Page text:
Dealing With Grief During Christmas

Christmas is known to be the holiday of joy. During this season, families typically invite their relatives and close friends. Around the table gather cheery eyes, rosy cheeks, and bellies savoring warm food. 

As perfect as that scene may appear to be, my Christmases often tasted of a blend of flavors. All sorts of ingredients are thrown together into a pot – sorrow, happiness, longings, thankfulness, and contentment roil around and bash against each other. I eventually found the word to describe my mixture of emotions: grief. 

Is it Okay to Grieve?

Out of all the emotions a person could feel during Christmas, why was mine grief? The feeling stemmed from being away from my “extended family,” and I don’t mean my blood relations.

My core family – my parents and sister – and I have not been close with our relatives mainly due to geographical distance, so I barely know who they are in terms of personality. While this relational distance narrowed slightly when my family and I were repatriated, the gap remained between most of my relatives and me. We probably know each other merely by name and place in our tree of ancestry. 

To me, my “extended family” are, rather, certain friends from the countries I have lived in. While I have a certain level of grief from not knowing my blood relatives well enough, and while I appreciate the people God has brought to me in my current country, being apart from my “extended family” makes my heart ache at times, especially during Christmas. Memories of their faces and voices encircling dishes of cultural food play in my mind, bringing along a bittersweet taste. The smiles of those who passed away amplify the flavors.

In past Christmases, I was not okay.

Sorrow throbbed in my chest and persisted, threatening to drag me down to despair. Its clouds loomed over me. Going through the process of grief felt not okay. Yet the process reminded me that grief itself is not necessarily wrong; instead, it is an emotion expressed in response to an incident or an aspect of life. In my case, it was being separated from people whom I love, by geographical distance, relational distance, and death.

However, sorrow was not the only ingredient I encountered. Joy and thankfulness joined in as well. My memories showed the mountains and pastures the Lord had carried me through, as well as His faithfulness, holiness, grace, and mercies through the relationships He had brought into my life. 

And that made me smile.

Bringing My Grief to Christ

The process of grief did not feel like it was okay. However, experiencing mixed emotions on Christmas day evoked images of Jesus coming to earth as an infant. The thought of His birth emanated both joy and sadness in my heart. My Lord had come to die for my sins! … And yet, I couldn’t imagine how hard it must have been for Him to bear all the pains, sins, and sorrows on His shoulders.

Although my experience with grief has left me feeling isolated, and I am tempted to look inward, my Savior was “a man of sorrows, and acquainted with grief” (Isa. 53:3 KJV, emphasis added). He experienced grief as well.

My Savior, “who for the joy that was set before Him endured the cross” (Heb. 12:2 KJV).

My Savior, whose joy I can have, and who keeps my tears in His bottle (John 15:11; Ps. 56:8).

I realized I could bring all of my mixed emotions to Christ. It’s okay. He can carry all of them as well as all of me (Isa. 46:4). I needed to surrender to Him; I couldn’t handle grief myself. I needed to trust Him with my emotions, thoughts, and memories.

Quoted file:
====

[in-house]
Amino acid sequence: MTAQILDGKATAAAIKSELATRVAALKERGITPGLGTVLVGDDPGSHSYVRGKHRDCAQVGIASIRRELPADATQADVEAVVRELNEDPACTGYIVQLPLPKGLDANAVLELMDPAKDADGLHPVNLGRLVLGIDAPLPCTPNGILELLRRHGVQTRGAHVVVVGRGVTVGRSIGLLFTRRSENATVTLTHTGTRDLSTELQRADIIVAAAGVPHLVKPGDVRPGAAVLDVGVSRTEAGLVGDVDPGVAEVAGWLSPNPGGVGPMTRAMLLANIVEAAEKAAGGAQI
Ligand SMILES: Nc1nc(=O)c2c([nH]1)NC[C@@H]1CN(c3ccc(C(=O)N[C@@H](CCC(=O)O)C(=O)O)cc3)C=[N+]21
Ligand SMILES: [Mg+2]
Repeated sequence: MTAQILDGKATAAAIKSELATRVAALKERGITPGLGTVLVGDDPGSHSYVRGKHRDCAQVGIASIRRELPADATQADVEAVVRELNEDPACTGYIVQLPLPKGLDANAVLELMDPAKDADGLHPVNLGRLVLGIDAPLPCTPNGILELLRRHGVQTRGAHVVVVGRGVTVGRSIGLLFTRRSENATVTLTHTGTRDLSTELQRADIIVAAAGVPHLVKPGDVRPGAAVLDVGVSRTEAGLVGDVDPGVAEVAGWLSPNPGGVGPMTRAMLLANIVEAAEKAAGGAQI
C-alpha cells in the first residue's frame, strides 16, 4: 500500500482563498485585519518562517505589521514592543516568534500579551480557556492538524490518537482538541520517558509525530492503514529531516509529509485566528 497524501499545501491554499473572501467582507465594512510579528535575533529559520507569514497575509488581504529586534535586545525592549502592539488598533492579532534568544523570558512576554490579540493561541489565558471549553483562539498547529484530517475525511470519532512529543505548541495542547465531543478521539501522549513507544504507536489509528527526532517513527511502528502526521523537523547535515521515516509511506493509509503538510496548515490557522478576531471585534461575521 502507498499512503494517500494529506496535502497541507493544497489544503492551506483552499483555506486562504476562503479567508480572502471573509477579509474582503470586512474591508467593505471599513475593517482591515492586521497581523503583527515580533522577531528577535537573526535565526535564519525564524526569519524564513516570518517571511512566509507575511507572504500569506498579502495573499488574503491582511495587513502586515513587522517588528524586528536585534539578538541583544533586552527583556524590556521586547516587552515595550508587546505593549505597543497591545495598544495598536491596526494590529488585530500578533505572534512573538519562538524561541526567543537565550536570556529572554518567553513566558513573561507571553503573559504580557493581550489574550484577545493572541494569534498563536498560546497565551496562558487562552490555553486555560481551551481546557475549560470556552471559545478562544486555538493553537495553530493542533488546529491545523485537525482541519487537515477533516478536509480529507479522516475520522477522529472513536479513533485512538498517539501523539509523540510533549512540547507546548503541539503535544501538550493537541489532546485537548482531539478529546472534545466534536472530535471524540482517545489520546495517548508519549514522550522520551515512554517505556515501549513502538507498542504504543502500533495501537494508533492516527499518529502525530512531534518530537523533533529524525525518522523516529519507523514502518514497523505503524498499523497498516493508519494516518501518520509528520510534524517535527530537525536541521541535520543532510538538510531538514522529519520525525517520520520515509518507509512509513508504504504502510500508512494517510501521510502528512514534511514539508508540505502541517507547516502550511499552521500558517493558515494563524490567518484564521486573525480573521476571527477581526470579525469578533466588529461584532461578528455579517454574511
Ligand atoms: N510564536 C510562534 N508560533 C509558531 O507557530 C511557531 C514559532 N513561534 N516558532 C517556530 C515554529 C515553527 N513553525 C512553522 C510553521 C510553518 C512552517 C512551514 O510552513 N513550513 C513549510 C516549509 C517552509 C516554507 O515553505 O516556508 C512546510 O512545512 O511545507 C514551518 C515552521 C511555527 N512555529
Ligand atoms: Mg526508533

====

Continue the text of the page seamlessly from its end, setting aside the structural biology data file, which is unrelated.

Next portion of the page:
For He was able to bear my sins on the cross. Not only my sins, but also the sins, tears, and burdens of the entire world.

“Come unto me, all ye that labour and are heavy laden, and I will give you rest. Take my yoke upon you, and learn of me; for I am meek and lowly in heart: and ye shall find rest unto your souls. For my yoke is easy, and my burden is light.” Matthew 11:28–30 KJV

Grief is Temporary

“And it came to pass” – this phrase appears repeatedly throughout the Bible is a comforting truth I want to cling to. It whispers that everything in this world lasts for only a moment, including sorrow.

Although grief hurts and feels long at times, its endurance is no match to the One who is eternal. His promise for those who believe in His saving grace sings of a time when there will be no more sorrow.

“Therefore the redeemed of the LORD shall return, and come with singing unto Zion; and everlasting joy shall be upon their head: they shall obtain gladness and joy; and sorrow and mourning shall flee away.” Isaiah 51:11 KJV

I don’t know if this Christmas will stir bittersweet flavors again, but I do know who is already there, waiting for me to reach for His hand so He can carry me through grief’s heaviness in this life … and eventually, to the joy of His presence in eternity.

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TCKs for Christ: Administrator

Clarissa Choo

is a vessel used for Christ and desires to encourage TCKs to live victoriously in Him. She’s an ATCK, a former business kid, and has lived in four countries. She seeks to follow the Lord’s calling in her life to missions. She also serves at Light Unto Darkness. Connect with her Instagram at @ClarissaChooWriter

4 thoughts on “Dealing With Grief During Christmas”

  1. This is just what I needed today, Clarissa, especially as I’ll be spending my first Christmas away from my family this year. Thank you for sharing your heart and the lessons God has taught you. <3

  2. Thank you for this Clarissa, this is exactly what I needed to hear. This Christmas has been hard for me to attempt to celebrate because of the grief of losing friends and the uncertainty of transition ahead. I can’t tell you how much it means that someone also feels this way. Thank you for encouraging us to look to Christ.

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